Sunday, January 30, 2005

"...they shared chocolates."

Early reports describe the elections going better than I had hoped. From what I have read, most eligible voters are not people who resented the opportunity to participate in free elections. Apparently, many welcomed the opportunity and did choose to participate. And some brought candy.
My kind of election.

Thursday, January 27, 2005

Hmmm, an interesting post at What-tha?

This post at What-tha? struck me as seeming to offer some input that may tie together a couple of my recent posts, about Hilary Clinton and political posturing/scheming. I didn't actually use the term *scheming* in my post about political posturing, but I do think it might apply in the situation Martyr reports.

Martyr (as always, thank you for digging) points out that 13 senators voted against Dr. Rice's confirmation, two senators didn't vote, and one that I know I thought would have voted against her did, in fact, vote to confirm Dr. Rice. Interesting. And yeah, I am suspicious. Hilary Clinton has never struck me as the type who would cut a sister any slack.

Political posturing & profile...

Not long after fellow democrats in the senate failed to defend or join in Mark Dayton's decision to close his DC office prior to the presidential election, his fellow democrats in the senate appear to be giving him reign & profile in the prescription drug cost arena.

I know that prescription drug costs for seniors has been his *pet issue* at home in MN. I have been less aware of how much profile or influence that issue has brought him outside of his home state. I do know that his perceived panic prior to the presidential election got him some not so flattering national press.

I don't understand why a person who is widely considered in many circles to be a flake is being given leadership on any national issue at this point. Sympathy? Is there some kind of protocol for incumbents? No matter how vulnerable their seat really is, rather than finding a viable substitute & convincing the flake to fly home, they give him an issue. Go figure.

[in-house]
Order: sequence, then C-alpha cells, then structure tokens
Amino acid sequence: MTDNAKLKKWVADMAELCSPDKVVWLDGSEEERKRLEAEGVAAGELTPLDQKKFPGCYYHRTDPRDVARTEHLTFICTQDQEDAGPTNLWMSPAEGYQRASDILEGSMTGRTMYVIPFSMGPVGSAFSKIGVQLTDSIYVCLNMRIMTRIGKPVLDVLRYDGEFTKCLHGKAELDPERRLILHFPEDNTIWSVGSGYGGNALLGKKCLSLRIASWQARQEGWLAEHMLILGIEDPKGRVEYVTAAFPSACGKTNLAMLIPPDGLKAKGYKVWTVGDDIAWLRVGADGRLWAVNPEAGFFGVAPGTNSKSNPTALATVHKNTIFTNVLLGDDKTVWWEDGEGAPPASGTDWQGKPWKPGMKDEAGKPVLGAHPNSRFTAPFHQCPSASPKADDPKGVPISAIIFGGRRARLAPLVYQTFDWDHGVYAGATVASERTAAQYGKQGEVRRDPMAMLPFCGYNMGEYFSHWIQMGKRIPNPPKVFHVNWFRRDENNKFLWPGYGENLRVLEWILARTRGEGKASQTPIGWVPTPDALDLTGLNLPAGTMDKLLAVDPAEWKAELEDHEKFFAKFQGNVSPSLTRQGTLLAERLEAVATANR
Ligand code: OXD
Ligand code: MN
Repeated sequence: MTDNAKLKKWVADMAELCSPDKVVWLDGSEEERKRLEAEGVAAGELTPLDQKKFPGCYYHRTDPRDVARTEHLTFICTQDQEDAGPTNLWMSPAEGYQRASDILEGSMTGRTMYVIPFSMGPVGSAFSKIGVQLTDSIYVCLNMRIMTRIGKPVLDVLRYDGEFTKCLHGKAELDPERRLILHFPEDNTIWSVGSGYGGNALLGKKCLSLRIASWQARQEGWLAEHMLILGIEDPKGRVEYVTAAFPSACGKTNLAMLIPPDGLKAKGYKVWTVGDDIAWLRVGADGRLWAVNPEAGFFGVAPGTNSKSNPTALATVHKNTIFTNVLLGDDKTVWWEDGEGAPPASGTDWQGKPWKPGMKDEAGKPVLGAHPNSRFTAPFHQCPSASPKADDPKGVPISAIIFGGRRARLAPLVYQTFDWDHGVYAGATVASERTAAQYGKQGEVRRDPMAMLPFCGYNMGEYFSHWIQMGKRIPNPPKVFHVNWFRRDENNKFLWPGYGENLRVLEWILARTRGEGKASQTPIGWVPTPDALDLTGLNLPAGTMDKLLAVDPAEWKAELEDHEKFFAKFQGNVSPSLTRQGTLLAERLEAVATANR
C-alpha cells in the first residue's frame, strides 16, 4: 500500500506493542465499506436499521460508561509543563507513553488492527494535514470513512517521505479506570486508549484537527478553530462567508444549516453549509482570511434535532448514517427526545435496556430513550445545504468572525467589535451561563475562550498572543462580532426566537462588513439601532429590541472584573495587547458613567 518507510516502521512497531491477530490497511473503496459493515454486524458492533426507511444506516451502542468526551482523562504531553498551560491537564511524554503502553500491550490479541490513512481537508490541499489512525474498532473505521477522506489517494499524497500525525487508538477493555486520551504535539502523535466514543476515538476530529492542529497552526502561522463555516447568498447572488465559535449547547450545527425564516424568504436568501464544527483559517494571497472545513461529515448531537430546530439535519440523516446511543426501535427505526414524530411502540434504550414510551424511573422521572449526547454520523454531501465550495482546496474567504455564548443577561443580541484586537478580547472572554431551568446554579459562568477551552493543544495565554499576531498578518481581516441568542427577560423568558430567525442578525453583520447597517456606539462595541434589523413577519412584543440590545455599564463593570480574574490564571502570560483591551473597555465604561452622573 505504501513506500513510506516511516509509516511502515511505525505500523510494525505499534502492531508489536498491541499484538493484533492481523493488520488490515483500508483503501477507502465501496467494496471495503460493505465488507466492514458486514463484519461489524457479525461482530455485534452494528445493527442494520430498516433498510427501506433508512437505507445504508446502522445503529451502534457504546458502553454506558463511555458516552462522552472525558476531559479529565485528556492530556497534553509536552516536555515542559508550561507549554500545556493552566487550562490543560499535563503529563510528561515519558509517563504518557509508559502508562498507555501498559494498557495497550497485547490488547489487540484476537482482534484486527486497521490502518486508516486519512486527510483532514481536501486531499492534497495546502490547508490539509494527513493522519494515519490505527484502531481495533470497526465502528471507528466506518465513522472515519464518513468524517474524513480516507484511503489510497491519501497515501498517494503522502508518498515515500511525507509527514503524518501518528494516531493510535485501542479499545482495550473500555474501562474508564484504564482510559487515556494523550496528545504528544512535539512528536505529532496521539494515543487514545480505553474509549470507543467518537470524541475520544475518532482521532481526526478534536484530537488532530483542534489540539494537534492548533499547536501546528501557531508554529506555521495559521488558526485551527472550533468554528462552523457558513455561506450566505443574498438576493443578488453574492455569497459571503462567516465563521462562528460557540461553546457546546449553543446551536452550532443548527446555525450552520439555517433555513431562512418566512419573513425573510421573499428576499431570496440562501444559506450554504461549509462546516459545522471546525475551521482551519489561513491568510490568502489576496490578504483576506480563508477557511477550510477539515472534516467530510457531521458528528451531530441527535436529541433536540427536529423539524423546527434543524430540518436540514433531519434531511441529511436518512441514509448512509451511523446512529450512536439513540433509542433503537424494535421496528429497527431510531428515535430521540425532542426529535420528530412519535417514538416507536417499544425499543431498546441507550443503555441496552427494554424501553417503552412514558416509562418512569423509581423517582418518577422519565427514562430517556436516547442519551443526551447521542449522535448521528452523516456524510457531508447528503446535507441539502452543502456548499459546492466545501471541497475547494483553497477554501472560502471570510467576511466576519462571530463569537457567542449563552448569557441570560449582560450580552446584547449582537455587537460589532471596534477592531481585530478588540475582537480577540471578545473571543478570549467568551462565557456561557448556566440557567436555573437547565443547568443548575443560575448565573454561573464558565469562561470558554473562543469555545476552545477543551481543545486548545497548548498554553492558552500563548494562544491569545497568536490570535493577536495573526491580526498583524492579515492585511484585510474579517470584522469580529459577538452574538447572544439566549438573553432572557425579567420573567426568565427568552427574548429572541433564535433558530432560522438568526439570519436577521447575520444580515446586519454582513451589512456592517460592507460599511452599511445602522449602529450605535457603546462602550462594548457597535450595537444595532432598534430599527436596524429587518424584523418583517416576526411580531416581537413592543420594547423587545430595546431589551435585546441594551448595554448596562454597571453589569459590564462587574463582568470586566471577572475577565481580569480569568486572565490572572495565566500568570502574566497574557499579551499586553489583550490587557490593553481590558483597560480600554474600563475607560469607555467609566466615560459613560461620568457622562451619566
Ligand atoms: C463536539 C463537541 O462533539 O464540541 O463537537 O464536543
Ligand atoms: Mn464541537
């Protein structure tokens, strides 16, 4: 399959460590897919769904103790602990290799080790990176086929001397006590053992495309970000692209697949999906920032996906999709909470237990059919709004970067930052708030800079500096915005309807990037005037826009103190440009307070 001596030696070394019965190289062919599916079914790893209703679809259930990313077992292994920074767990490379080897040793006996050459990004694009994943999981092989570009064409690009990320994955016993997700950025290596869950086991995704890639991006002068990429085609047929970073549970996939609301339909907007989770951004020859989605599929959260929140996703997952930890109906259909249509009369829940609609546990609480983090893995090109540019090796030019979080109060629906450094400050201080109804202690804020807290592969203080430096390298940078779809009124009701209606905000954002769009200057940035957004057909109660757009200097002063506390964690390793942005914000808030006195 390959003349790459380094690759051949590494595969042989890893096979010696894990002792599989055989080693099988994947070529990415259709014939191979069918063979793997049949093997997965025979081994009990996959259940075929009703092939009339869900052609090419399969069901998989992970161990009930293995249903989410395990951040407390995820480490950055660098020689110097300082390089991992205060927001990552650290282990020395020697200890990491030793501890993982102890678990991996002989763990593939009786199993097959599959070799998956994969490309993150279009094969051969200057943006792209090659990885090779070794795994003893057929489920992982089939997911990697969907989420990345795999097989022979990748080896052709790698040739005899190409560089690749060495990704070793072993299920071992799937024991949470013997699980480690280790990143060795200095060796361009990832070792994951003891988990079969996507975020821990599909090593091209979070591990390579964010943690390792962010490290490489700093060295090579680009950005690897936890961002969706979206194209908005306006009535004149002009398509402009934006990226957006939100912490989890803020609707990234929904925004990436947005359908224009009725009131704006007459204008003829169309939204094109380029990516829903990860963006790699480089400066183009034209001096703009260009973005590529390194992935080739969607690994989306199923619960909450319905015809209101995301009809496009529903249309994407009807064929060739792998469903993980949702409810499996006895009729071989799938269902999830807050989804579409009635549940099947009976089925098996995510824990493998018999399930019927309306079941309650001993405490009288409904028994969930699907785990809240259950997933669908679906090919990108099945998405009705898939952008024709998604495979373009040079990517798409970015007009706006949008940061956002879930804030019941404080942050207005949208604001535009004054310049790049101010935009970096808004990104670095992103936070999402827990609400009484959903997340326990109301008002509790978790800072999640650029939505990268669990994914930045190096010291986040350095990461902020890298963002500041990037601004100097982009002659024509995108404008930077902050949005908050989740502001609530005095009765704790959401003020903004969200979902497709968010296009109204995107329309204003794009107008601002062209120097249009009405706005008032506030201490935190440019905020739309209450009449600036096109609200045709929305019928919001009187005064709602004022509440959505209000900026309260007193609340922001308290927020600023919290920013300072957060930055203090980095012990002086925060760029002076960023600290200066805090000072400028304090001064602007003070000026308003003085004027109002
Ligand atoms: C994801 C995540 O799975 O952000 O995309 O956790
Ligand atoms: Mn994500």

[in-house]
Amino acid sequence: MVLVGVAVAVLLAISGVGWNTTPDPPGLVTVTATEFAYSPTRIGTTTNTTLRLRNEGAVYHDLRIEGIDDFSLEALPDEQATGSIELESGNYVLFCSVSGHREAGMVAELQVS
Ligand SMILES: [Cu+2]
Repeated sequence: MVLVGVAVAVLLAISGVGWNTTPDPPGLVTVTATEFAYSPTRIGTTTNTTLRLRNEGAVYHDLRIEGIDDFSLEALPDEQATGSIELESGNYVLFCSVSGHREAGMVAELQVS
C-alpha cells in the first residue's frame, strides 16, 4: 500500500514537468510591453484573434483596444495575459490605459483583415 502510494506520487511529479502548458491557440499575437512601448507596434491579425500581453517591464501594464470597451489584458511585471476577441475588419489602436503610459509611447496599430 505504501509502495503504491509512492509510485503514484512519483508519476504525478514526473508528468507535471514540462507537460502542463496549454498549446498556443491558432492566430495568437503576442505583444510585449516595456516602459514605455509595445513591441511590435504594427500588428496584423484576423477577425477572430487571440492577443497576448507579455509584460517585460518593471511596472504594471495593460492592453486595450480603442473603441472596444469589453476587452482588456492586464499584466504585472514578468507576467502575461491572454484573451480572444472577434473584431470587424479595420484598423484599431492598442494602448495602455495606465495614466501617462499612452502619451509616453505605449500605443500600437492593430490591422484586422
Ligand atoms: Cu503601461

He can't afford to bankroll his campaign again this time, & I am not sure how much fundraising leverage he actually has, though I know there are many democrats out there with more money than sense, so who knows. What I do know is bug-eyed, sweaty kids from *special class* shouldn't be in the Senate.

Monday, January 24, 2005

A mouse sneezed into the petri dish...

and that is GWB's fault, too.

All human embryonic stem cell lines approved for use in federally funded research are contaminated with a foreign molecule from mice...a setback to the Bush administration's controversial policy that provides federal funding only for research using embryonic stem cell lines that were created before August 2001.

I passed college-level biology only by the S of my A, so I am nobody to monday morning quarterback a geneticist, but what does GWB's policy have to do with this? That policy limits funding from the federal government. Surely there must be some wealthy funder with diabetes out there who would fund this type of research. Raise your heads from the microscope, write some grant proposals & wait- just like everybody else who wants to do something but doesn't have the money to do it.

The researchers said the safest course was to create fresh batches of stem cells that were free of contamination from animal molecules — a process that could also take years.

Safest for whom? Surely not the lab-created embryonic stage human beings whose lives have no more value than a rhesus monkey. Whose lives are more valuable, and who determines that value?

And if anyone stumbles across this post who thinks I live in some glass house somewhere, look around. I have a child with a neurobiological disorder. I can say with certainty that I would give years of my life just to see him well and whole again. My life. Not someone else's.

You may check the source of this soapbox here.

Friday, January 21, 2005

Why Hilary?

I'm back in school. Night class, one at a time, after *mumble mumble ahem* years.